Lodging trust’s CEO and rising stars talk soft brands, new revenue models and people vs. tech.
Hospitality game-changers from the economy to travel patterns, operations and DEI were up for discussion as RLJ Lodging Trust’s president and CEO, as well as the group's rising visionaries mapped out what’s ahead for hotel investors and operators in an exclusive “Meet the Future” session at January's Americas Lodging Investment Summit (ALIS) held in Los Angeles.
Moderator Jeff Higley, president, The BHN Group, was joined by RLJ’s President and CEO Leslie Hale, Senior Vice President, Finance and Treasurer Nikhil Bhalla, and Senior Vice President Investment and Portfolio Analysis Cartarwa Jones to talk about the trends that will shape ROI and IRR in the near term.
Here are their perspectives.
Predictions from the corner office
Looking ahead, Hale sees some major shifts and important undercurrents impacting the industry from 60,000-foot strategies to Main Street revenue drivers.
Expect the markets to loosen up. “The financing market is obviously the most impacted by the uncertainty of the macro environment. Then we have the overhang of a pending recession and rising interest rates. Banks have structural issues and are looking to right-size their exposure to lodging. That’s the environment we’re in today. My general perspective on the trend signs is that interest rates will stay elevated for a longer period than we’d like but the overall markets will loosen up and capital will be flowing in the next couple of quarters.”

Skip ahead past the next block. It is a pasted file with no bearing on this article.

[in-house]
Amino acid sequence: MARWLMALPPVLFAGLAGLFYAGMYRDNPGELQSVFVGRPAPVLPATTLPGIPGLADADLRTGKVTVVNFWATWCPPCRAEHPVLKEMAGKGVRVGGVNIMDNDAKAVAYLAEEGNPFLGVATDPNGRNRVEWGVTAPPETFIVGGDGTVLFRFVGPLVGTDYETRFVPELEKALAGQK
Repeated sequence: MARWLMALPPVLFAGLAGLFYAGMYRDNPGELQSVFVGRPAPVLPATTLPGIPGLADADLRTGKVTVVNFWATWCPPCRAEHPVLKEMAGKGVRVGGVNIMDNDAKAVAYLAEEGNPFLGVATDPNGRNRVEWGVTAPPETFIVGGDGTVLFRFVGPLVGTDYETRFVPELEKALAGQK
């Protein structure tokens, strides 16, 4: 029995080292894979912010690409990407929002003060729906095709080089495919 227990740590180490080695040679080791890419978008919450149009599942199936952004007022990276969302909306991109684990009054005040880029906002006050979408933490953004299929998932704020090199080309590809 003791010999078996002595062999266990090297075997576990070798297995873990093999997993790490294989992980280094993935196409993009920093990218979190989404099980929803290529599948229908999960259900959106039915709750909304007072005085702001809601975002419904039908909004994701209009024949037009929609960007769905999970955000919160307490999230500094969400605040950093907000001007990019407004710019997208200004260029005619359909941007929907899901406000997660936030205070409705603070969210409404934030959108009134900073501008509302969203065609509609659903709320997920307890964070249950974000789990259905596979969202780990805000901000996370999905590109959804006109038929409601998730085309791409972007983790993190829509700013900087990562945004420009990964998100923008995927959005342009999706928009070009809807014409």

Hard brands will be less hard line. “COVID didn’t create trends. It accelerated the trends that were already in existence. The big hotel brands responded with soft brand concepts to meet demand for hotels with Instagramable moments and unique experiences. But they also responded with changes in their core brands. We just bought a Toy Story Hampton Inn in Atlanta with a sky lobby rooftop bar. That’s not your grandfather’s Hampton Inn. The brand community is looking at consumer trends as they evolve the assets and respond to how consumers use hotels today.” Anticipate new approaches to layout and design in existing and new hard brands.
Solve the labor problem—if possible. “The labor shortage isn’t a lodging-specific matter. It’s much broader than that. There are so many inputs associated with it—from demographics to the lifestyle changes that sort of evolved during COVID. There’s an associated wage expense when people don’t have to work two jobs anymore—which is a good thing. But it means that we have to just muddle through the near term until these changes sort themselves out. If we do go into a recession and we see a number of layoffs, that’s going to have an effect on the labor situation as well. If we can’t solve this over time with human capital, we may have to turn to technology. However, I think people are what makes hospitality hospitable.” Seek out new solutions to fulfill consumers’ heightened expectations but be find a way “to work it out” if the labor pool dries up more.
Accelerate the DEI momentum. "Lodging has done better than other industries [in terms of DEI] but there’s a lot of room to grow. It’s a topic near and dear to us; it’s in our DNA, as you can see by this panel. Lodging has the inputs to make this happen. The employment base is already largely diverse. The industry is made up of multiple players who have brands, operators and owners, which means a greater opportunity set. The hotel industry is being very intentional about giving people an opportunity to lead at different levels. That’s a distinguishing factor. It’s not just talk.” Get ready for next steps that will foster diversity across franchisee and other ownership and investment groups as well as in hospitality’s C-suites. Just be willing to wait for sweeping change—maybe a decade or so.
Financial forecast from the “resident economist"